On Monday the government announced what it claimed to be the ‘biggest package of workplace reforms for 20 years’. The proposals were designed to ensure that the UK would be world leading in meeting the challenges of how different demographics approach work. According to the ELAS Group, under new rules, workers will be given details of their rights “in plain English” from the first day in a job, such as eligibility for sick leave, pay and details of other types of paid leave, such as maternity and paternity. Previously, employees could legally wait up to two months before receiving a formal contract of employment after starting their job.
The reforms also beef up the Employment Agency Standard Inspectorate and give it new powers to impose penalties on employers who breach employment laws, for example by refusing to pay wages...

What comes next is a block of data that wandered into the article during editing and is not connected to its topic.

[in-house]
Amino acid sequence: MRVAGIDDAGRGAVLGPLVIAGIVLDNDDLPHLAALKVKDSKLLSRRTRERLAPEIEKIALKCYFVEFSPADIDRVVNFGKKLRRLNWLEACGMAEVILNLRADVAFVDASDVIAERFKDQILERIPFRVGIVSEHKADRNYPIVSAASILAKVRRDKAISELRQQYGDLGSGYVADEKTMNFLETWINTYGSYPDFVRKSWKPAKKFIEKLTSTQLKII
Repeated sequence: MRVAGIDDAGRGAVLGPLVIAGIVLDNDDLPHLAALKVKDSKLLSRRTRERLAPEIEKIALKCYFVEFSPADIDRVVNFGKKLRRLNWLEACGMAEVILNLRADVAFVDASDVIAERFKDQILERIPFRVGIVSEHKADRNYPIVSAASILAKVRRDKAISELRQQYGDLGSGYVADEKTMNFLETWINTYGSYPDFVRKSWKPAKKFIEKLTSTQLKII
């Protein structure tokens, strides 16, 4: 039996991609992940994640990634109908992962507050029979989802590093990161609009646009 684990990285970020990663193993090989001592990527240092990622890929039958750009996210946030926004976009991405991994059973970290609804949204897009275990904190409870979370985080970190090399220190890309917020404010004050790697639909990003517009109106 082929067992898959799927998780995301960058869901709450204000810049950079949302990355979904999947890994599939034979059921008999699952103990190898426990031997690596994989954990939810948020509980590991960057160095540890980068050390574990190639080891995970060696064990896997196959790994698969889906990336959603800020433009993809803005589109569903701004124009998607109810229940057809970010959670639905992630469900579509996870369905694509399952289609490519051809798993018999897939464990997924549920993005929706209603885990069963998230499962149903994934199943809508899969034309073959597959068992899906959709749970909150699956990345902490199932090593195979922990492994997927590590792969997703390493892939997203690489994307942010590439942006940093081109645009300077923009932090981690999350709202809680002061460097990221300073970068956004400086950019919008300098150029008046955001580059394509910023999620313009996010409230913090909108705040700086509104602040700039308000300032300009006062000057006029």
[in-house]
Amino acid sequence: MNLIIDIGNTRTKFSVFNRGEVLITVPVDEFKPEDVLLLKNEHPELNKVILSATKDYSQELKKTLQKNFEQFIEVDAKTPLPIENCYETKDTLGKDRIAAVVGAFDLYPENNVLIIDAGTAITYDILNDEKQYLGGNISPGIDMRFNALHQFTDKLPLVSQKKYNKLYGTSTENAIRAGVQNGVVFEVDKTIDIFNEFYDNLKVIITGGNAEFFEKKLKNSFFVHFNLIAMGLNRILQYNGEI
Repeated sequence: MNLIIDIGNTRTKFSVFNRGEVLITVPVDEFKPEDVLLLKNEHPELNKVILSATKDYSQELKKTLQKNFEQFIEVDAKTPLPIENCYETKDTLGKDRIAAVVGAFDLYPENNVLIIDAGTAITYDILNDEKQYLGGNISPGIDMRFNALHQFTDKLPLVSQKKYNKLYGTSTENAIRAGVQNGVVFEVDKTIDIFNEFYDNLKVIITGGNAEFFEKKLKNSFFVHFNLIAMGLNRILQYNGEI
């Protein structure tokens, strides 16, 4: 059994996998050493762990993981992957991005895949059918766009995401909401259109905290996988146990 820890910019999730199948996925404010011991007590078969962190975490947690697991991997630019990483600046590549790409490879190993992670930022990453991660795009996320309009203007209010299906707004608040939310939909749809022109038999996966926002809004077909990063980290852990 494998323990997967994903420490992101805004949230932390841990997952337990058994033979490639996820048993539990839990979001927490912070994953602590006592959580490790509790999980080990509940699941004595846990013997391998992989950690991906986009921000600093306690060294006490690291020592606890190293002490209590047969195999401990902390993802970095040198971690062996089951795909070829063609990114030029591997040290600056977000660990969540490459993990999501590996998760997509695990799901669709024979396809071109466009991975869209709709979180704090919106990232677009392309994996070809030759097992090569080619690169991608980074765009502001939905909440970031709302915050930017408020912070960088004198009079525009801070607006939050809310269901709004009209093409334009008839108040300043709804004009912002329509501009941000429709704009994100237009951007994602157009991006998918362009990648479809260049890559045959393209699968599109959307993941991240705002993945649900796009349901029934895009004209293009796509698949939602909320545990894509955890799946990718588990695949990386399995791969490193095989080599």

...Commenting on the announcement that a written statement of rights will be mandatory from day one for all workers and will be extended to include details of eligibility for sick leave and pay, Katharine Moxham, spokesperson for Group Risk Development (GRiD) said: “This is an important first step in the journey away from uncertainty around what will happen if a worker is off sick for any length of time. A common reason people don’t buy personal income protection is because they think they won’t need it – ‘it won’t happen to me’, ‘the State will provide’, ‘my employer will look after me’ – but most don’t actually know what protection is in place for them via their employer. It’s absolutely crucial that people move beyond guesswork and assumption and have a clear idea of what they can expect from their employer if they have a period of sickness absence.
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